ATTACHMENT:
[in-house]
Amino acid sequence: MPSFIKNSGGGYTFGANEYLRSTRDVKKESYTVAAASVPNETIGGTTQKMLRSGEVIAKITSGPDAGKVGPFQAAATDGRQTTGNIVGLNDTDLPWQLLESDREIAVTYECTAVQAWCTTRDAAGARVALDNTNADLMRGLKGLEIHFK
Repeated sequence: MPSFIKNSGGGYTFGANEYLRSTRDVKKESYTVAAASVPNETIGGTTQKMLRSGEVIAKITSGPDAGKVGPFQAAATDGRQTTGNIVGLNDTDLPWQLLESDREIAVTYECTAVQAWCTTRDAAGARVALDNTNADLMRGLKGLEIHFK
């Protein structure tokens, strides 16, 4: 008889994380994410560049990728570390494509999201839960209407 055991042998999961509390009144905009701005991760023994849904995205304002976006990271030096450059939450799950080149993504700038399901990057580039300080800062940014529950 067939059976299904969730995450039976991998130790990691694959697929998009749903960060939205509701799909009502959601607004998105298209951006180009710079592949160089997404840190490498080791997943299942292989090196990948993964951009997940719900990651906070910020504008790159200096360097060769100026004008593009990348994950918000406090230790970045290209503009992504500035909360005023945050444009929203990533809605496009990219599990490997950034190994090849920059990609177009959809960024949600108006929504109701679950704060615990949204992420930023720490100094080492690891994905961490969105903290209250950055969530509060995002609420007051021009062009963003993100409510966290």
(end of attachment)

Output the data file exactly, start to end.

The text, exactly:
[in-house]
Amino acid sequence: MPSFIKNSGGGYTFGANEYLRSTRDVKKESYTVAAASVPNETIGGTTQKMLRSGEVIAKITSGPDAGKVGPFQAAATDGRQTTGNIVGLNDTDLPWQLLESDREIAVTYECTAVQAWCTTRDAAGARVALDNTNADLMRGLKGLEIHFK
Repeated sequence: MPSFIKNSGGGYTFGANEYLRSTRDVKKESYTVAAASVPNETIGGTTQKMLRSGEVIAKITSGPDAGKVGPFQAAATDGRQTTGNIVGLNDTDLPWQLLESDREIAVTYECTAVQAWCTTRDAAGARVALDNTNADLMRGLKGLEIHFK
């Protein structure tokens, strides 16, 4: 008889994380994410560049990728570390494509999201839960209407 055991042998999961509390009144905009701005991760023994849904995205304002976006990271030096450059939450799950080149993504700038399901990057580039300080800062940014529950 067939059976299904969730995450039976991998130790990691694959697929998009749903960060939205509701799909009502959601607004998105298209951006180009710079592949160089997404840190490498080791997943299942292989090196990948993964951009997940719900990651906070910020504008790159200096360097060769100026004008593009990348994950918000406090230790970045290209503009992504500035909360005023945050444009929203990533809605496009990219599990490997950034190994090849920059990609177009959809960024949600108006929504109701679950704060615990949204992420930023720490100094080492690891994905961490969105903290209250950055969530509060995002609420007051021009062009963003993100409510966290």